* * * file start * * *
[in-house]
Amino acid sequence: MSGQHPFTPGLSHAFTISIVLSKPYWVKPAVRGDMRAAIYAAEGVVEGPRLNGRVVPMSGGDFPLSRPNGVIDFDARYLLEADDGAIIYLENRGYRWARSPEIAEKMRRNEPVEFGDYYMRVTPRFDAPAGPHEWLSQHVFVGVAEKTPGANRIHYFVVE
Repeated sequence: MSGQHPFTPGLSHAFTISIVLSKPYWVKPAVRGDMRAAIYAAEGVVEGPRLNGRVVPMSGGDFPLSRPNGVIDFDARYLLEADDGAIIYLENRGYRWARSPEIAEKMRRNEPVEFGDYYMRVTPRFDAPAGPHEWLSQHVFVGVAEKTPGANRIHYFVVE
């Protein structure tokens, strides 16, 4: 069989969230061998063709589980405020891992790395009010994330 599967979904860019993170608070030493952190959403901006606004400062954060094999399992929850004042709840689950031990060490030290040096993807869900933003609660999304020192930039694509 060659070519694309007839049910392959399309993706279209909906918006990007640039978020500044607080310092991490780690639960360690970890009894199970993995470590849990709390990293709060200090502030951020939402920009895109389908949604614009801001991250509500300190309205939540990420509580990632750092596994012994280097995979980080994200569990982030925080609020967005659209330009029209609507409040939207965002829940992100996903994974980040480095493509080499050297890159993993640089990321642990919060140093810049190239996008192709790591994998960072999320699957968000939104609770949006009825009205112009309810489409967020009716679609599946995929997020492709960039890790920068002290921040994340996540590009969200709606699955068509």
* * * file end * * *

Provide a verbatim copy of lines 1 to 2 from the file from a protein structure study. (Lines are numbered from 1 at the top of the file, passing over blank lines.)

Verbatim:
[in-house]
Amino acid sequence: MSGQHPFTPGLSHAFTISIVLSKPYWVKPAVRGDMRAAIYAAEGVVEGPRLNGRVVPMSGGDFPLSRPNGVIDFDARYLLEADDGAIIYLENRGYRWARSPEIAEKMRRNEPVEFGDYYMRVTPRFDAPAGPHEWLSQHVFVGVAEKTPGANRIHYFVVE